Recently, my wife and I visited a former student friend from Bishkek. She lives about 35 minutes away from Karakol. She invited us over for lunch. But first, she wanted us to visit the school where she is teaching. She was conducting a performance with her middle school students. She really wanted us to see the rehearsal on this particular Saturday. We arrived in the village of Kyzul-Soo and found the school where our friend and her students were rehearsing. She greeted us at the entrance of the school and promptly lead us to the concert hall. We heard the roar of preteens echoing through the halls. We arrived at the concert hall where there were at least 40 kids. Screaming, running, laughing, giggling, whining kids were everywhere. She yelled at all the students to get in line for the rehearsal to start. After about 3 minutes of getting the students in place, the presentation started. A couple girls started the formal greeting and explained what the presentation was about. It was difficult to hear their little voices without a microphone. They introduced the first skit and then a squad of kids came out to the stage. They were dressed as American Indians and Pilgrims.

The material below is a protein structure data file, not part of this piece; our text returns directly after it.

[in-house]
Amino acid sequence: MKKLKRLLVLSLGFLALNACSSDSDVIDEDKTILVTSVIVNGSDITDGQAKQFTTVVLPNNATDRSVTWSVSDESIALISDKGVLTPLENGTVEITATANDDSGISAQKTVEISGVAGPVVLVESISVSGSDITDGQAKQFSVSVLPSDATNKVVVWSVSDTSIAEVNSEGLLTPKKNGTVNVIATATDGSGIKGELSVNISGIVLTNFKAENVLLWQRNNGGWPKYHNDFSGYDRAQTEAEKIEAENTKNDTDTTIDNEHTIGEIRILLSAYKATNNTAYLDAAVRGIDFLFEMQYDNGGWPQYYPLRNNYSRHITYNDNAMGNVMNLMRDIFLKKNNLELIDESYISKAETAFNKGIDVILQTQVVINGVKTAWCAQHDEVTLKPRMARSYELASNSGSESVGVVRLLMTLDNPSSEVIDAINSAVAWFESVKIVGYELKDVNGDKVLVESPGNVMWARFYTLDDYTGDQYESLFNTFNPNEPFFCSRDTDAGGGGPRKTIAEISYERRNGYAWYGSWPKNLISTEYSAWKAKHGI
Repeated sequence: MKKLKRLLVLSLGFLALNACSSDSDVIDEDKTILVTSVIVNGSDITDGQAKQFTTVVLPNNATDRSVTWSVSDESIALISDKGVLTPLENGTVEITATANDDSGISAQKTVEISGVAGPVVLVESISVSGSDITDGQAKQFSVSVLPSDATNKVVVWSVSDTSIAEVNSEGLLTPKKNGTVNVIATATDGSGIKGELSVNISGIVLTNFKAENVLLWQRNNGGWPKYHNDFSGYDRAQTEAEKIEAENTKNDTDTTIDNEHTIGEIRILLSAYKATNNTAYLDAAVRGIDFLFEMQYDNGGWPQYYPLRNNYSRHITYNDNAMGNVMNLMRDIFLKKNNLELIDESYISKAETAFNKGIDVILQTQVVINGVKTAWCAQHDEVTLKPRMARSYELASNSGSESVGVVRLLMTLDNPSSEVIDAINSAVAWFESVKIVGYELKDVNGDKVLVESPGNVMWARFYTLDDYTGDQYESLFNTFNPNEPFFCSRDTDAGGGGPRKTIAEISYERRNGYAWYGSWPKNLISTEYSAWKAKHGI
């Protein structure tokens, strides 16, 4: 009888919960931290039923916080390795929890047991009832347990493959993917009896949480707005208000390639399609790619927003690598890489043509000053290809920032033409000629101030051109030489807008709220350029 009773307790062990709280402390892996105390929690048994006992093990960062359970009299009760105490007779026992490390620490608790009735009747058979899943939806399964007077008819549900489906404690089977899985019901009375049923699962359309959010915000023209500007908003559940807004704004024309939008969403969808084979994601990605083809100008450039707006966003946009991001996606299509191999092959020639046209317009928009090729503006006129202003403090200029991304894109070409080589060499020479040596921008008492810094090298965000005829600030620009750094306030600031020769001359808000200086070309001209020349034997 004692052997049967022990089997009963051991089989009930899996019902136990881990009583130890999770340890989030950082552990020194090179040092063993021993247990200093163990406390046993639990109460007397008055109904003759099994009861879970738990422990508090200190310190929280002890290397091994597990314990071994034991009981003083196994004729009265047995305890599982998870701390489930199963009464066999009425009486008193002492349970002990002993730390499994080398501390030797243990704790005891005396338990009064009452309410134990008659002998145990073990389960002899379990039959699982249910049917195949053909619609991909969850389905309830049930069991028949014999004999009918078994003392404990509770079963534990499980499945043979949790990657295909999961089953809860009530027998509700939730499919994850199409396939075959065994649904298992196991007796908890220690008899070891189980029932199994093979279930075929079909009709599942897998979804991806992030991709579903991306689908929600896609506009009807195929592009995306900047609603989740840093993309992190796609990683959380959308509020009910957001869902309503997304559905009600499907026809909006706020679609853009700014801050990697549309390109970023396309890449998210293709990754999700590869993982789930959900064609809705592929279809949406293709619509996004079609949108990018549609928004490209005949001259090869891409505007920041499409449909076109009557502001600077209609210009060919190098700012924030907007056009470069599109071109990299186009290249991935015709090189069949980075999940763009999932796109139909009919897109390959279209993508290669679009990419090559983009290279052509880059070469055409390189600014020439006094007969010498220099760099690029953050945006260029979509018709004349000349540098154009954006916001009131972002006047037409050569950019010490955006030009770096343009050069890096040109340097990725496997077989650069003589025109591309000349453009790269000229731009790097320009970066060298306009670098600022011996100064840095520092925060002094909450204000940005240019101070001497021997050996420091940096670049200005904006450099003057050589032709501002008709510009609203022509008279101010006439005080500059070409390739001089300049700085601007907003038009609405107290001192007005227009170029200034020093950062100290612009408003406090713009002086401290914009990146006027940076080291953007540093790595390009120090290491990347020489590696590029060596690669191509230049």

The pilgrims were surrounded by the savage Indians. The little Kyrgyz boys dressed as Native Indians howled and pranced in circles around the Kyrgyz dressed pilgrims. They poked and prodded them with their sticks and bows and arrows. I thought to myself, “Everybody, all over the world, thinks of me this way.” I looked at my wife and we were both amused. Even my little Apache son, Ryan, was amused by the Indian and Pilgrim skit. The Indians put the pilgrims on their knees and one particular pilgrim stood up. It was Christopher Columbus. It was difficult to hear the dialogue. From what we could see, Columbus made peace amends with the American Indians and then everyone was happy and no one was killed. I looked at my wife and just smiled. The teacher came to me after the skit and asked if I could add anything to the play. Since I am a “real Apache”, her students thought I might add some good input to the skit. I smiled and said, “I am not from the east coast, but it looks like you guys are doing fine.” Afterwards, the kids asked a ton of questions about being an American Indian. I could have told lies: we still live in Tipi’s, we dress in leather skirts and head dresses, we eat only what we hunt, and we still fight the “white man.” But I really shouldn’t corrupt such young minds. Overall, it was a great morning and I had a few laughs over how this country views Native Americans.